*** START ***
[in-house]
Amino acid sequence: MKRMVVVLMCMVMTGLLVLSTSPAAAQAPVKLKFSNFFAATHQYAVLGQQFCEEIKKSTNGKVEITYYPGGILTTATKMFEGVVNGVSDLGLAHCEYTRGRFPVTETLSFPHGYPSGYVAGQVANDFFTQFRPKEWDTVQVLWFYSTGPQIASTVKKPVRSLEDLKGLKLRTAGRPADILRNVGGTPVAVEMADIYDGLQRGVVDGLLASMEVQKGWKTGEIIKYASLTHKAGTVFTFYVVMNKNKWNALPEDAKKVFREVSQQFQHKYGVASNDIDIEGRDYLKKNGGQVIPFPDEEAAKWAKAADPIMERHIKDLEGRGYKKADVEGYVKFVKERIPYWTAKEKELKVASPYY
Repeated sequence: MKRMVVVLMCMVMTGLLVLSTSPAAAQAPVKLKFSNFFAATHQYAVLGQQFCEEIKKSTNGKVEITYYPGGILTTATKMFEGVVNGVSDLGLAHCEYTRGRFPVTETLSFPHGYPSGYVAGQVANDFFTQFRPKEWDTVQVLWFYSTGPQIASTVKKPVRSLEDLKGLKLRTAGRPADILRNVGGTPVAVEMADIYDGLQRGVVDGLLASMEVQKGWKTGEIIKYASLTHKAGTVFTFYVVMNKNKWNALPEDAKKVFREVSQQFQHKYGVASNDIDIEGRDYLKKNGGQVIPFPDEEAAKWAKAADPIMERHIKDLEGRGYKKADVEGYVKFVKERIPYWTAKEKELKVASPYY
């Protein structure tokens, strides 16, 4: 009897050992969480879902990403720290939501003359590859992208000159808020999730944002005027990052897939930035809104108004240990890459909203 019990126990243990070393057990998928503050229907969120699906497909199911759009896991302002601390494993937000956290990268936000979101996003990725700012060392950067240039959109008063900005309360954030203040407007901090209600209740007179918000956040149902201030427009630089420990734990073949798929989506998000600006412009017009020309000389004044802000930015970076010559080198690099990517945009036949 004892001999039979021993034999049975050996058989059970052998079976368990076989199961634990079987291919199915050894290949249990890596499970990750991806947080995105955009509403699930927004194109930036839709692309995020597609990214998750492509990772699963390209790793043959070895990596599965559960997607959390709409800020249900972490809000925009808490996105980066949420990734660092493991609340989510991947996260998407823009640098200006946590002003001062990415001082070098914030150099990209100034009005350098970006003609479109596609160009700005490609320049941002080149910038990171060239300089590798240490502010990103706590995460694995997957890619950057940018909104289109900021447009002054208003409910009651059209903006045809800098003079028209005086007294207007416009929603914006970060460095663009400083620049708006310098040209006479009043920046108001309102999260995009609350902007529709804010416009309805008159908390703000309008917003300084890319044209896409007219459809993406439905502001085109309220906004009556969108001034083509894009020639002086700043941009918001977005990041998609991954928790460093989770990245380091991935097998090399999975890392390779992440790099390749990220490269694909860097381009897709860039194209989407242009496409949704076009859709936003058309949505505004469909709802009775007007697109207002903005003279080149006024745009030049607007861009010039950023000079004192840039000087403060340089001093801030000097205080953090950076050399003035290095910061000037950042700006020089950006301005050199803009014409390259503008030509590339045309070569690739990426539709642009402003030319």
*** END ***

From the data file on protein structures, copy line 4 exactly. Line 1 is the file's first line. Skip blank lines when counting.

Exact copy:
């Protein structure tokens, strides 16, 4: 009897050992969480879902990403720290939501003359590859992208000159808020999730944002005027990052897939930035809104108004240990890459909203 019990126990243990070393057990998928503050229907969120699906497909199911759009896991302002601390494993937000956290990268936000979101996003990725700012060392950067240039959109008063900005309360954030203040407007901090209600209740007179918000956040149902201030427009630089420990734990073949798929989506998000600006412009017009020309000389004044802000930015970076010559080198690099990517945009036949 004892001999039979021993034999049975050996058989059970052998079976368990076989199961634990079987291919199915050894290949249990890596499970990750991806947080995105955009509403699930927004194109930036839709692309995020597609990214998750492509990772699963390209790793043959070895990596599965559960997607959390709409800020249900972490809000925009808490996105980066949420990734660092493991609340989510991947996260998407823009640098200006946590002003001062990415001082070098914030150099990209100034009005350098970006003609479109596609160009700005490609320049941002080149910038990171060239300089590798240490502010990103706590995460694995997957890619950057940018909104289109900021447009002054208003409910009651059209903006045809800098003079028209005086007294207007416009929603914006970060460095663009400083620049708006310098040209006479009043920046108001309102999260995009609350902007529709804010416009309805008159908390703000309008917003300084890319044209896409007219459809993406439905502001085109309220906004009556969108001034083509894009020639002086700043941009918001977005990041998609991954928790460093989770990245380091991935097998090399999975890392390779992440790099390749990220490269694909860097381009897709860039194209989407242009496409949704076009859709936003058309949505505004469909709802009775007007697109207002903005003279080149006024745009030049607007861009010039950023000079004192840039000087403060340089001093801030000097205080953090950076050399003035290095910061000037950042700006020089950006301005050199803009014409390259503008030509590339045309070569690739990426539709642009402003030319």